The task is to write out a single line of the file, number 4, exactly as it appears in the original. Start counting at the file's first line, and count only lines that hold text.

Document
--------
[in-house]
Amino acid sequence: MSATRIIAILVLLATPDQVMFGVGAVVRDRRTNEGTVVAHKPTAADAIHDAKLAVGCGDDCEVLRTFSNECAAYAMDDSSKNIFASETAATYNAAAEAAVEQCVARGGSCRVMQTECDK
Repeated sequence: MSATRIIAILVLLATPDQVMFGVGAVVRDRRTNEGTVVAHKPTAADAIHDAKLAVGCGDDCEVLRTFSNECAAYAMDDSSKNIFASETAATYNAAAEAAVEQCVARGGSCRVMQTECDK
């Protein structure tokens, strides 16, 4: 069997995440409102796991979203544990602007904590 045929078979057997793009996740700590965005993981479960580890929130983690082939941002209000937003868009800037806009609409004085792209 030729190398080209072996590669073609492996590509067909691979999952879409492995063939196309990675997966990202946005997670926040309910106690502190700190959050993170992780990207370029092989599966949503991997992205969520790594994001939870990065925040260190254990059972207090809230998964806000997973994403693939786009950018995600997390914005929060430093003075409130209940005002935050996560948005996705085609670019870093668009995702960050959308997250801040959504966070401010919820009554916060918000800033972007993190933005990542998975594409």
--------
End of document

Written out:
């Protein structure tokens, strides 16, 4: 069997995440409102796991979203544990602007904590 045929078979057997793009996740700590965005993981479960580890929130983690082939941002209000937003868009800037806009609409004085792209 030729190398080209072996590669073609492996590509067909691979999952879409492995063939196309990675997966990202946005997670926040309910106690502190700190959050993170992780990207370029092989599966949503991997992205969520790594994001939870990065925040260190254990059972207090809230998964806000997973994403693939786009950018995600997390914005929060430093003075409130209940005002935050996560948005996705085609670019870093668009995702960050959308997250801040959504966070401010919820009554916060918000800033972007993190933005990542998975594409």